Researchers here investigate one of the more complex cell signaling mechanisms, providing evidence to link age-related changes in this mechanism to the development of osteoporosis, the loss of bone mass and strength that occurs with age. There is a growing interest in the research community in alterations to cell signaling that occur with aging. A great deal of this focuses on the changing amounts of various molecules found in the bloodstream, and arises from parabiosis studies that link the circulatory systems of old and young animals, producing benefits to measures of health in the older individual. Researchers have been isolating specific molecules of interest, showing that levels change with aging, and that reversal of those changes produces benefits in old animals.
These changes are most likely secondary reactions to forms of cell and tissue damage that accumulate over a lifespan, but in turn they are proximate causes for a range of undesirable outcomes that include the characteristic decline in stem cell activity that occurs with age. The signals that cells pass between one another are complex and varied. It isn't just a matter of releasing specific molecules into the bloodstream and surrounding tissues. For example, cells also create and emit vesicles, membrane-enclosed packages of molecular machinery that are used for a wide variety of purposes. Just as simple signals vary with age, so too do the number and contents of these vesicles, and here researchers provide evidence to suggest that there is to be found one of the proximate contributing causes to the loss of bone that occurs with age:
The capability of stem cells to regenerate tissue by differentiating into specialized cells has been shown to decrease with age. One organ that is notably affected by this loss in stem cell functionality is the skeleton. Bone is a highly dynamic organ that is constantly remodeled and maintained by the coordinated activity of bone forming osteoblasts and bone excavating osteoclasts. This balance is particularly important at older age, as too high osteoclast activity versus too few osteoblasts is considered to give rise to lower bone strength. The molecular mechanisms by which the imbalance is caused in the elderly are still incompletely understood. However, it is clear, that after skeletal maturation a constant number of mesenchymal stem cells (MSCs) and a reduced number of mature osteoblasts are observed with increasing age. This indicates that the functionality or the osteogenic commitment of MSCs might be impaired. Supportingly, the numbers of pre-osteoblasts, pre-osteoclasts and osteoclasts do not change with age per unit bone length, at least in elderly rats. However, a strong decline of mature osteoblasts has been described, as well as impaired osteoblastogenesis in age associated osteoporosis. This supports the hypothesis that impaired osteoblastogenesis contributes to age-related bone loss and loss of mechanical strength.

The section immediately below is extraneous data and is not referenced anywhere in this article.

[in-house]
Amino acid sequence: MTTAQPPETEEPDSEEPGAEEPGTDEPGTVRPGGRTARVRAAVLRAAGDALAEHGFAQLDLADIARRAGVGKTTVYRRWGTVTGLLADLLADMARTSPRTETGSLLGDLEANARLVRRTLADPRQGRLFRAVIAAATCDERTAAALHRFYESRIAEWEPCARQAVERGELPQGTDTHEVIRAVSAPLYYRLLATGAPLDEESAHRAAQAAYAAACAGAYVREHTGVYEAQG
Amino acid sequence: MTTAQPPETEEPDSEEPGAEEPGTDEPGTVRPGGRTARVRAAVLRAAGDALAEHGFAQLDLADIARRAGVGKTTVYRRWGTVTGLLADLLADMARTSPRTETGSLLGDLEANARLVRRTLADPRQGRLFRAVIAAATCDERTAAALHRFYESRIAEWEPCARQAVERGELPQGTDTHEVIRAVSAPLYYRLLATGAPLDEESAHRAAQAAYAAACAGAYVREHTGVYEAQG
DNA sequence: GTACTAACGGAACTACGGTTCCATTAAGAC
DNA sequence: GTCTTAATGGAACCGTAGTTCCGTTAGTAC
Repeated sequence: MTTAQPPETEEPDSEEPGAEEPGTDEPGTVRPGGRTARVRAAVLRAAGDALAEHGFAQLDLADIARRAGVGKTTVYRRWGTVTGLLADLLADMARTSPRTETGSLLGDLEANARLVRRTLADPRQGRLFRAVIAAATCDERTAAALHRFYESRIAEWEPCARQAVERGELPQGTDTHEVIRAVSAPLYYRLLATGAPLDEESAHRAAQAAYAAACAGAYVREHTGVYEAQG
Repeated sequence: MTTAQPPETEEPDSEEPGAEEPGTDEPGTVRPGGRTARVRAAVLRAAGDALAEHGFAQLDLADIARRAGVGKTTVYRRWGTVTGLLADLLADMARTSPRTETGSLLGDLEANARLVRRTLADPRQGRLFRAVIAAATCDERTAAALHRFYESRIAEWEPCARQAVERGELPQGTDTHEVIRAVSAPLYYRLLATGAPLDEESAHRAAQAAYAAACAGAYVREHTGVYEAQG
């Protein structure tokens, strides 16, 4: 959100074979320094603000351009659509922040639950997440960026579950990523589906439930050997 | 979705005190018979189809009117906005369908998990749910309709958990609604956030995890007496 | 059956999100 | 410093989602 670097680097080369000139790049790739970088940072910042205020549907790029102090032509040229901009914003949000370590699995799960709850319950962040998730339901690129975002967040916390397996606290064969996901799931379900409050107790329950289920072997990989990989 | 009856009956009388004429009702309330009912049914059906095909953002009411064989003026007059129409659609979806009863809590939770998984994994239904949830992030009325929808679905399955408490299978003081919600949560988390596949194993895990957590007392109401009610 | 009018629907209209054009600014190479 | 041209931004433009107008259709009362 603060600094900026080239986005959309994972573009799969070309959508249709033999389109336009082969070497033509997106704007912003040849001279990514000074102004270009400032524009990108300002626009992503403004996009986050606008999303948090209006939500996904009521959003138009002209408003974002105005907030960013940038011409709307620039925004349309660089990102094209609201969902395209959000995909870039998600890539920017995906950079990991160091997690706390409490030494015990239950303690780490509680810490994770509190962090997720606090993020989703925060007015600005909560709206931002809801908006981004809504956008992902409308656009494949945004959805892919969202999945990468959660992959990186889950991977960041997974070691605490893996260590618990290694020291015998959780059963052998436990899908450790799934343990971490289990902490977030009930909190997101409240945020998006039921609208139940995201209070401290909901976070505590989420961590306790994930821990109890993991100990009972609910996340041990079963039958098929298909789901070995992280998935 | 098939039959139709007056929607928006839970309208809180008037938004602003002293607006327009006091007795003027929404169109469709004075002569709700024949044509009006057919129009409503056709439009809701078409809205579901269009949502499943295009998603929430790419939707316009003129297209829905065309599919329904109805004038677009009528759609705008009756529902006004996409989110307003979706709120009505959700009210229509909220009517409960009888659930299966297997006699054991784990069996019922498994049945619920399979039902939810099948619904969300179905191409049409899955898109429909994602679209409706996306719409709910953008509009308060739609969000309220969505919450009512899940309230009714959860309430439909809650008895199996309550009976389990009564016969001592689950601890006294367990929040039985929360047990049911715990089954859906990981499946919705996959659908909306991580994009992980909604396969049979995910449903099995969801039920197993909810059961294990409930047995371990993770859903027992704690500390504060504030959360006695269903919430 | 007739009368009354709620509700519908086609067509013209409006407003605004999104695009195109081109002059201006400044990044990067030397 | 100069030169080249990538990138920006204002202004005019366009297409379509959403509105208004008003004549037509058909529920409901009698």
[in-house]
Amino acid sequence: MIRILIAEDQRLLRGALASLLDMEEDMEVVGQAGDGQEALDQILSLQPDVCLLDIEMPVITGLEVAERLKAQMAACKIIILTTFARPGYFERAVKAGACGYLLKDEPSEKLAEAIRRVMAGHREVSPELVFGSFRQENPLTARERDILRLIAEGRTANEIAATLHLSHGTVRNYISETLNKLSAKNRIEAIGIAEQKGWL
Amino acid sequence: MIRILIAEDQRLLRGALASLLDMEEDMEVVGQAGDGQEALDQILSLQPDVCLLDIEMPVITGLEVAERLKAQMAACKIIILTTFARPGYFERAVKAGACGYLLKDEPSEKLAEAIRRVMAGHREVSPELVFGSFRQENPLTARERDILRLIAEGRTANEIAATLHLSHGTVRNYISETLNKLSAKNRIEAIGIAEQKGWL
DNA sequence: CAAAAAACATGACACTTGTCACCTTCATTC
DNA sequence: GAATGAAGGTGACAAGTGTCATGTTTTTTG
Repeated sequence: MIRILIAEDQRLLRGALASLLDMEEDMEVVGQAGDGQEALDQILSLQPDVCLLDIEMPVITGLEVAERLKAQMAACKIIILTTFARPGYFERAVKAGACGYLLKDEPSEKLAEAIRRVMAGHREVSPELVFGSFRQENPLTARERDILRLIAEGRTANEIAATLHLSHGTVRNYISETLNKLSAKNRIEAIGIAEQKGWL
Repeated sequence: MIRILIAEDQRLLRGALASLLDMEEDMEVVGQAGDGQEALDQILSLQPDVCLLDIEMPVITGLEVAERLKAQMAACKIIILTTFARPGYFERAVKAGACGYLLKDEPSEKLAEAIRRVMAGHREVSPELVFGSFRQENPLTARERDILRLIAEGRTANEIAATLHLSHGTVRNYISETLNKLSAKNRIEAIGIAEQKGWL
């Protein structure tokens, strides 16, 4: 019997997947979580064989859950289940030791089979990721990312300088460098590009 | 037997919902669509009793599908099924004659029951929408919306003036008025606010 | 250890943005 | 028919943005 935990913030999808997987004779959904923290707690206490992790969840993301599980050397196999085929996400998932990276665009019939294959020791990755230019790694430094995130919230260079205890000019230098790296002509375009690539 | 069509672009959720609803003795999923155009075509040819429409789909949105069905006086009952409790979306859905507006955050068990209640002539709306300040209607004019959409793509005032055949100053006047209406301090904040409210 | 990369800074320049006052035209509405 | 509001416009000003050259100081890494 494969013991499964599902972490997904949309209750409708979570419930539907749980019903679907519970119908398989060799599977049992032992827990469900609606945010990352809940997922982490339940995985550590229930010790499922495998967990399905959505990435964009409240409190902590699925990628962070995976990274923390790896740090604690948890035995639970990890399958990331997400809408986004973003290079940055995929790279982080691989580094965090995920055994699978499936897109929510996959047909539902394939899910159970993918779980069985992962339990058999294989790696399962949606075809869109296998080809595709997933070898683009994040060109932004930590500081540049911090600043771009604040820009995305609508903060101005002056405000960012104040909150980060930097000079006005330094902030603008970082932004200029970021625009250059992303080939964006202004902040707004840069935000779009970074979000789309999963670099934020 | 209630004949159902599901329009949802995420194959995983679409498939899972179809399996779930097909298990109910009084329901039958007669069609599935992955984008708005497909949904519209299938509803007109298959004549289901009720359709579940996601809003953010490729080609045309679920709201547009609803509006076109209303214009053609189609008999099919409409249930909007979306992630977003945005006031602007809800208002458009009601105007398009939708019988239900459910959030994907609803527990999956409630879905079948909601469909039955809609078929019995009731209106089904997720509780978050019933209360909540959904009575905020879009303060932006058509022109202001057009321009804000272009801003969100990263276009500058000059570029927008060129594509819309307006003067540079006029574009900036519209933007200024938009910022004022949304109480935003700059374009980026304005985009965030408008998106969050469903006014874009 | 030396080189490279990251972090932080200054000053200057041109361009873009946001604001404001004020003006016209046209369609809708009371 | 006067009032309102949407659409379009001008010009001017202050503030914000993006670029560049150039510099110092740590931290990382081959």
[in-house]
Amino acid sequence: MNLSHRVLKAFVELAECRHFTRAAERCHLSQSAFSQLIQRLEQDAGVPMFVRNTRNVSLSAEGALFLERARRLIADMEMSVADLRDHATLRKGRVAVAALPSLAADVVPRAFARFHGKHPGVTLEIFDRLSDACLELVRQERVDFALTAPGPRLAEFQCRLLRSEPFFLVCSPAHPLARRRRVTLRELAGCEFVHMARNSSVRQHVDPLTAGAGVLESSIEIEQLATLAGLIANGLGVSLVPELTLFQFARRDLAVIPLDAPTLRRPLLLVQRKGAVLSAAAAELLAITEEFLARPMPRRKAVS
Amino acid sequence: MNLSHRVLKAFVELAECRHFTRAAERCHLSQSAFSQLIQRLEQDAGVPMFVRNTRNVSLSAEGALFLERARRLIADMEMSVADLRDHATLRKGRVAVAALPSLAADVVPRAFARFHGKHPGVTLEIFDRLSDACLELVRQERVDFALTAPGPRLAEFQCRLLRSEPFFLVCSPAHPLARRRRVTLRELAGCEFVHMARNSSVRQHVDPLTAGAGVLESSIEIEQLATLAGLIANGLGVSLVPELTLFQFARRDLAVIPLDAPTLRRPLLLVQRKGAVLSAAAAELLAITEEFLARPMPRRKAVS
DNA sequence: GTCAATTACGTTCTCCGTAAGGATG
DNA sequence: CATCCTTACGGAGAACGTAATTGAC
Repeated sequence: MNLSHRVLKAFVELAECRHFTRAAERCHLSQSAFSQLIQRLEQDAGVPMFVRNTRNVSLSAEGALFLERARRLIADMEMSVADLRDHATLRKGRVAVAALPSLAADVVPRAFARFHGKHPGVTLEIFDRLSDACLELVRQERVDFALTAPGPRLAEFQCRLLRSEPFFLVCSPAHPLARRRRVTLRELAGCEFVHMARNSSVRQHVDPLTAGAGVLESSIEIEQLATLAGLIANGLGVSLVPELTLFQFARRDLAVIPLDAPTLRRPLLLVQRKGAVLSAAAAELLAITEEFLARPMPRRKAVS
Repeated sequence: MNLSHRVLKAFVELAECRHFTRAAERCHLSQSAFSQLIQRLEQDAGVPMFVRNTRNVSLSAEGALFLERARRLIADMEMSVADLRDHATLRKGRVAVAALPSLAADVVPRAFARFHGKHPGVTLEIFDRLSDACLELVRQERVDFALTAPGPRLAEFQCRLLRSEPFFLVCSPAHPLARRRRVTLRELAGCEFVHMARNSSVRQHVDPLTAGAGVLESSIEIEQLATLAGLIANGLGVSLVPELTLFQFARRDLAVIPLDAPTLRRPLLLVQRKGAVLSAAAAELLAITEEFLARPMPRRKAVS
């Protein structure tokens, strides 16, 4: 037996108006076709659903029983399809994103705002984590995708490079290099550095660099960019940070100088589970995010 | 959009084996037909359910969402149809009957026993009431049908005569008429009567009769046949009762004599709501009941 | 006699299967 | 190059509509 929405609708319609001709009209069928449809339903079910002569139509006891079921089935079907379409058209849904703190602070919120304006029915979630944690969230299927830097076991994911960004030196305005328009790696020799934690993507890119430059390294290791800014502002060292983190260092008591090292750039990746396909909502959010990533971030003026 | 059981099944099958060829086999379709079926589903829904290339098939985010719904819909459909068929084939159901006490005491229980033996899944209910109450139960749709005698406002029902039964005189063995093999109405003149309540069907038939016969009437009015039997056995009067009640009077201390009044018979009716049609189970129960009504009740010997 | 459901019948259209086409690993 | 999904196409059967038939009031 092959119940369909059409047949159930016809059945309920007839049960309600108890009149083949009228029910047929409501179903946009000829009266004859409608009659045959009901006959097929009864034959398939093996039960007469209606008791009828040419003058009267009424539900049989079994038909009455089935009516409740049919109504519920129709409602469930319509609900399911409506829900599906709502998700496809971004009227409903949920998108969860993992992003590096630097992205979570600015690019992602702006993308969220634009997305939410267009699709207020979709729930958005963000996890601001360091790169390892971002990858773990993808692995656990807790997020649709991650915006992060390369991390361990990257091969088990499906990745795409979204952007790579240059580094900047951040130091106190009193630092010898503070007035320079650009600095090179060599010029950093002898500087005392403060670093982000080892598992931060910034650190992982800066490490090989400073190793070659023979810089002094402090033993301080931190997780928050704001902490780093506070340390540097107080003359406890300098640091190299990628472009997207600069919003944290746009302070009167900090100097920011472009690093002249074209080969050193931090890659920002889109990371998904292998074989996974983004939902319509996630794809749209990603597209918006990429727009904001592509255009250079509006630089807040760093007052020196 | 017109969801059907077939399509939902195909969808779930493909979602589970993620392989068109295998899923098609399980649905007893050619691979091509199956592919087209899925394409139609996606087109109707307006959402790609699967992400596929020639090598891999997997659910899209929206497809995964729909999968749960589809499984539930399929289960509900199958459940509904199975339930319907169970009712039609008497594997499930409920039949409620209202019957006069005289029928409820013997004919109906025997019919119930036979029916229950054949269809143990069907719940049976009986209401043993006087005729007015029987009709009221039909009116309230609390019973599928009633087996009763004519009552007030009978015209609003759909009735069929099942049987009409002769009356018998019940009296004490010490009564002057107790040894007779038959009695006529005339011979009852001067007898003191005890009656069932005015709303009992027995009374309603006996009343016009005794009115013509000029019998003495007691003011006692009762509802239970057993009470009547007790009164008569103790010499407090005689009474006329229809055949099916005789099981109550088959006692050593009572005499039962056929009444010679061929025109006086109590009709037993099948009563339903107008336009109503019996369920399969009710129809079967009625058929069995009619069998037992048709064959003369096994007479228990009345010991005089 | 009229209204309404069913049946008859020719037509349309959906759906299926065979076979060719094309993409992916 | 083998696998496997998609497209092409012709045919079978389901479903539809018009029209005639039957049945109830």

Since it has been proposed recently that the systemic environment of young versus elderly individuals can influence stem and progenitor cell functionality in different tissues, such as bone repair, specific focus is put on secreted circulating factors, in particular with regard to extracellular vesicles (EVs), small vesicles released by many if not all cell types. The cargo of EVs, consisting of proteins, mRNAs and non-coding RNAs, including miRNAs, is selectively packaged and delivered to specific recipient cells over short and long distances.
In the present study we set out to determine whether circulating factors, in particular human plasma-derived EVs from the elderly, contribute to the age-dependent loss of stem cell functionality. We observed that vesicles isolated from young donors enhance osteoblastogenesis in vitro compared to elderly-derived EVs. While searching for factors mediating this donor-age-dependent vesicular effect, we identified Galectin-3 to be enriched in EVs from young individuals. Indeed, we found that increased levels of Galectin-3 have a positive impact on the osteogenic differentiation capacity of MSCs and that extracellular vesicles enriched in Galectin-3 enhance osteoblastogenesis of MSCs. We elucidated its molecular mechanism of action by showing that this protein protects β-Catenin from degradation and that its Serine-96 (S96) phosphorylation site is crucial to mediate this effect. Finally, we demonstrated that cell-penetrating peptides fused to a 13 amino acid sequence, mimicking Galectin-3's Serine-96 phosphorylation site, are able to enhance osteoblastogenesis.